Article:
It’s a new year. A new start. One you undoubtedly entered thinking “this time, I’m not going to slack. This time, I’m going to meet my ROW80 goals, every one of them, every week. This time for sure!”
Only to find that once you get into it, it’s not so easily done as said. Maybe your enthusiasm has waned, like it inevitably does for three-fourths of those New Year’s resolution-makers you saw at the gym the first week of January, but who’ve stopped showing up by February.
Or maybe you’re just setting your goals too high. Maybe you’ve forgotten some other commitment you made this week that will take time (I’m guilty of this on a regular basis). Or maybe you’ve encountered the inevitable monkey wrench in the form of needing to work late, a kid needing extra help with homework, or illness. I’ve seen a lot of this with NaNoWriMo, that one-size-fits-all writing challenge that’s anything but. Of course, we hear of other people besides writers having to-do lists and goals they can’t possibly accomplish in the time allotted.
We never think our goals were unreasonable when we initially set them, yet for so many of us, it seems like we never get through as much as we want.
Sound like you? Maybe it’s time to try a different tactic. This is what I call the Writers’ Boot Camp way. It need not just apply to writing; it will work for fitness or any other big task.
Writers’ Boot Camp is a workshop taught by author and former Army Ranger Todd Stone, which I had the opportunity to attend a couple years ago when he presented it to my RWA chapter. If you have the chance to take it, do! He may even show up to teach the workshop in a camouflage kilt (he did for ours! J).
Anyway, he started out the workshop talking about goals. Usually, we’re encouraged to set goals that are attainable, but not necessarily easily. Stone takes the opposite approach: he suggests setting a goal so low, you can’t help but make it! Here were the examples he gave:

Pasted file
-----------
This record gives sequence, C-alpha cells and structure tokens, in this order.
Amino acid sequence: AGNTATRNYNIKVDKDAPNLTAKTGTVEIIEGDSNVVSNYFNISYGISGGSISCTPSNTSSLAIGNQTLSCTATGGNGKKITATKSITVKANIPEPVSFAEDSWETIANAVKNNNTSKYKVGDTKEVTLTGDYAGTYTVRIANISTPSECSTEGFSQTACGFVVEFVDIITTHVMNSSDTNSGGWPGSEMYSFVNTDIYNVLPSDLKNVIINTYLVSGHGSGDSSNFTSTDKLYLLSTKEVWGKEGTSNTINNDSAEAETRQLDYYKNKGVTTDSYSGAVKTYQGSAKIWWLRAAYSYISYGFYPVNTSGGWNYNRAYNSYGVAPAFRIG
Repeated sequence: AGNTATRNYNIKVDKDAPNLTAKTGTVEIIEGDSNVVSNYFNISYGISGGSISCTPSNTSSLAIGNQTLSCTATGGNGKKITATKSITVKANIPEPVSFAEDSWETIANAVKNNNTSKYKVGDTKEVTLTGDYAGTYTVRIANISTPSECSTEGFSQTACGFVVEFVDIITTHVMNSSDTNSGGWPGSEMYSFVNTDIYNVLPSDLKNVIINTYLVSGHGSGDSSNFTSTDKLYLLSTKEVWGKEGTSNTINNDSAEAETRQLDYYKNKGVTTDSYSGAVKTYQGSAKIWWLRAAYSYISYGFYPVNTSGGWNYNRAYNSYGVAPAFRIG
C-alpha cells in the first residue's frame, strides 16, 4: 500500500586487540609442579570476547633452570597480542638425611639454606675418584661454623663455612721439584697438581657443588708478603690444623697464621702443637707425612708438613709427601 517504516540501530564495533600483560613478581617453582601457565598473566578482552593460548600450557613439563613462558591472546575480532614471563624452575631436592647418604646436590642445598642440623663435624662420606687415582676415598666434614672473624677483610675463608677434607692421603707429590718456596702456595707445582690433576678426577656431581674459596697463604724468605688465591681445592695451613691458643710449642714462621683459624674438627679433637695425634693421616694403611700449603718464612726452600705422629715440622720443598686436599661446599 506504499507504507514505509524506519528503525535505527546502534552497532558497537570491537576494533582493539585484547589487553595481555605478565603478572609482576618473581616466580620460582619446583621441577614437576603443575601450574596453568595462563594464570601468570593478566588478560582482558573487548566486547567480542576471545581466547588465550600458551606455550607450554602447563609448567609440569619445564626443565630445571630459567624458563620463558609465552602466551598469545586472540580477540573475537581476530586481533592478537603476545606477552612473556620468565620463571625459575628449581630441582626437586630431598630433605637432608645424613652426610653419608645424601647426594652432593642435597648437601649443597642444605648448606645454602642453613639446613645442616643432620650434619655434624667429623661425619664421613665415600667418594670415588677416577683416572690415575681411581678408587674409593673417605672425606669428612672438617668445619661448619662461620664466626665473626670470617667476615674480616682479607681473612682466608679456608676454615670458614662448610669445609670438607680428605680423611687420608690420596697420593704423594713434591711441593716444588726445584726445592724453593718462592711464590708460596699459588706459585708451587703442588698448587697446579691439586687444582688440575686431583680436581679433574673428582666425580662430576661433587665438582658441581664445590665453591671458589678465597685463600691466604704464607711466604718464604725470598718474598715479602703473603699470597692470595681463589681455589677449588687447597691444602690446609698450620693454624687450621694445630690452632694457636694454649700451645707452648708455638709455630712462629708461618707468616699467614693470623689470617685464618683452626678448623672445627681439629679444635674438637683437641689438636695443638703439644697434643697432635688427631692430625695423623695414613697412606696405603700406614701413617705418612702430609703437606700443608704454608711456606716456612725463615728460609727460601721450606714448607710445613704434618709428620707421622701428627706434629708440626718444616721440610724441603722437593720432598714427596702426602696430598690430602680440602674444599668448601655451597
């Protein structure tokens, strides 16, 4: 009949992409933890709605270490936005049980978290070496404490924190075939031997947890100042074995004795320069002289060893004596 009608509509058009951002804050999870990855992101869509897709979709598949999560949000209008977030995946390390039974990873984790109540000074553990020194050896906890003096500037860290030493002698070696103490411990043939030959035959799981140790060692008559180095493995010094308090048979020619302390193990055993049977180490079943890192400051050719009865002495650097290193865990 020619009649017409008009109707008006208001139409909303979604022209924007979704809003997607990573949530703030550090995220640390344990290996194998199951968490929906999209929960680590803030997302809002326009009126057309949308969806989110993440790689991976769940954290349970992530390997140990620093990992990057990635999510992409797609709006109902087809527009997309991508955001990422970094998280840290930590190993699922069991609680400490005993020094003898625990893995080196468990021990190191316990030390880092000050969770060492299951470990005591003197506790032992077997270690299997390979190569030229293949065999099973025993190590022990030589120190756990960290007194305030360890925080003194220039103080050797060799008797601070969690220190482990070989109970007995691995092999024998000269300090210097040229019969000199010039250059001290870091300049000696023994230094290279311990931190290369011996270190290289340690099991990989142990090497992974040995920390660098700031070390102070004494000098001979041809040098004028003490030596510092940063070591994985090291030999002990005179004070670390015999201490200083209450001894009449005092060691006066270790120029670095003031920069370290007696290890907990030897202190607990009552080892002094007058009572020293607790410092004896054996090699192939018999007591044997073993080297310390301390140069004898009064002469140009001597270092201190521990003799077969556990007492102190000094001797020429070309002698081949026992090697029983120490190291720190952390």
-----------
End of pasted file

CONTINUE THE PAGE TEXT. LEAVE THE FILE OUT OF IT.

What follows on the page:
“Can you write a page a day? If you’re not sure, how about a paragraph? Or even a sentence???”
Yes, that small. Thing is, we usually are able to go much further – so we get more done, AND we have that sense of accomplishment in saying “Yes! I met my goal!”
This could easily be applied to decluttering, getting your house in order, or working on a big project of another sort. And yes, fitness too, since many of us regularly set fitness goals. Don’t think you can hack a half hour on the treadmill? Just get on, and shoot for five minutes. Chances are, you’ll end up doing much more, if not the full workout!
So if you’ve had trouble meeting your ROW80 goals, try setting smaller ones this week—small enough that you know you can’t not meet them. Write five pages. Write one page. Write just one sentence. Or heck, just open the file!
How are you doing on your goals, whatever they may be? Have you ever tried this tactic? How did it work for you?